I was unprepared to like this Symphony quite as much as I did. The only thing I had known about Boris Tishchenko (b. 1939) was that he was reportedly 'Shostakovich's favorite pupil' and I had once heard part of his Second Violin Concerto on the radio and noted the similarity with Shostakovich's style. Somehow in my mind I had relegated him to epigonic status and hadn't sought his music out as a result. My first time through this CD, which contains a live 2002 performance of his Symphony No. 7 (written in 1994), I was immediately attracted to the brio and raffish good humor of the quicker movements. On repeated listening I have come to admire greatly Tishchenko's assurance, his sense of form, his terrific rhythmic sense (and quite expert use of percussion), his masterful counterpoint and, not least, his ability to write memorable tunes.
Dmitry Yablonsky, a conductor whose work I've come in recent times to admire greatly, leads the Moscow Philharmonic who give him their all in an audibly committed performance. I want to single out for praise the percussion section, and particularly the orchestral pianist and xylophonist who really show their chops in the second movement.
This is a five-movement work lasting about 53 minutes, symmetric in its arch-form layout. I and V are related, as are II and IV. III stands in the center as the emotional core of the work. In I there are frenetic and mocking trombone smears, in II some of the most exciting symphonic jazz piano since Bernstein's 'Age of Anxiety' Symphony, although in this movement the barreling piano is accompanied by a silly-sounding xylophone, a strange but exhilarating (and Shostakovian) combination. No matter how many times I hear that section I smile. One thing about Tishchenko, whose harmonic language is quite similar to Shostakovich's in that it never departs significantly from tonality, is that even in his darkest moments, as in III, a sardonic smile is never far away. There is ghostly trudging in III leavened by masterful dissonant counterpoint that builds to a wrenching climax, only to implode into a half-wistful, half-smiling conclusion. IV again features ghostly but graceful strings and muted brass in a theme that is used both as a chorale and in a fugato passage; the overall effect is a wistful gimpy dance. V features some of the wildest, throbbingest percussion writing I've heard since Shostakovich's Fifth. The forward motion is compelling: one doesn't know whether to skip or run or dance wildly with arms waving. Shostakovian piccolos coupled with a tom-tom tattoo are prominent.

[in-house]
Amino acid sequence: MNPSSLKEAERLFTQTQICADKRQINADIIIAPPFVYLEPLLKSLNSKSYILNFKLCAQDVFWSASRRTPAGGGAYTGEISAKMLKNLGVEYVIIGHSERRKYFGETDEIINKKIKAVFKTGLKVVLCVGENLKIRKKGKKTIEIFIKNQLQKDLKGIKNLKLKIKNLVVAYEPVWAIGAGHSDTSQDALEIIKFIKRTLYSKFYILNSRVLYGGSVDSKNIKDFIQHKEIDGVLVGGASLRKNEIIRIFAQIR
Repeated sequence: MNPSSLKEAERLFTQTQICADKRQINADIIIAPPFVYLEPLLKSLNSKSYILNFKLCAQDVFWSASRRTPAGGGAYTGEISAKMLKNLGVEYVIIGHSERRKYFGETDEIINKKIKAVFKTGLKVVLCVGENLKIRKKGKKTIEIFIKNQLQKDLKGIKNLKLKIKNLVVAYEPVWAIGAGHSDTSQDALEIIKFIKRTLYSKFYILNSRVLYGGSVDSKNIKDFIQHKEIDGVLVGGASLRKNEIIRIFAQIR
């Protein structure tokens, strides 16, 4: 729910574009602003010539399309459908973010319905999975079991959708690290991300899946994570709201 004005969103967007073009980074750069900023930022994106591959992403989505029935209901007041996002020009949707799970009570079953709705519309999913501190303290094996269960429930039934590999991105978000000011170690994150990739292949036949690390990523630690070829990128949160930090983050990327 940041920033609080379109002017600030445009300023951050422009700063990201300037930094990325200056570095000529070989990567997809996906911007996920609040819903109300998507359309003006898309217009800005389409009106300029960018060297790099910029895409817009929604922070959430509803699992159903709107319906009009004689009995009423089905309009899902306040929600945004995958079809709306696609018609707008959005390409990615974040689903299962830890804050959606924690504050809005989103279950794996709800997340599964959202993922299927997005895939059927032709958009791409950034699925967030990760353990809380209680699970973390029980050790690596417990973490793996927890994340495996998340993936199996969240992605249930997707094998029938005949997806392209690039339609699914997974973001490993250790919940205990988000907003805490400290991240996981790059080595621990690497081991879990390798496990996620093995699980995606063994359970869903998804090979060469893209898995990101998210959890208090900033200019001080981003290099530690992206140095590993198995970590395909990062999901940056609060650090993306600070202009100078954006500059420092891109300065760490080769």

Shostakovich is not the only influence one hears in this music; there are a Mahlerian cuckoo and Wozzeckian dance-hall music in I, traces of Bartók in ghostly, half-overheard passages in II, III and IV, American jazz and the spare harmonies of Copland here and there; Prokofiev's sweet-tart harmonies in V; a Debussyan Gollywog cakewalk in II. Yet, the whole thing hangs together.
This release makes me want to seek out more music by Tishchenko. I think I may have been missing something up to now.
An easy recommendation to the mildly adventurous, lovers of Shostakovich, and those for whom tonality is still a requisite in contemporary music.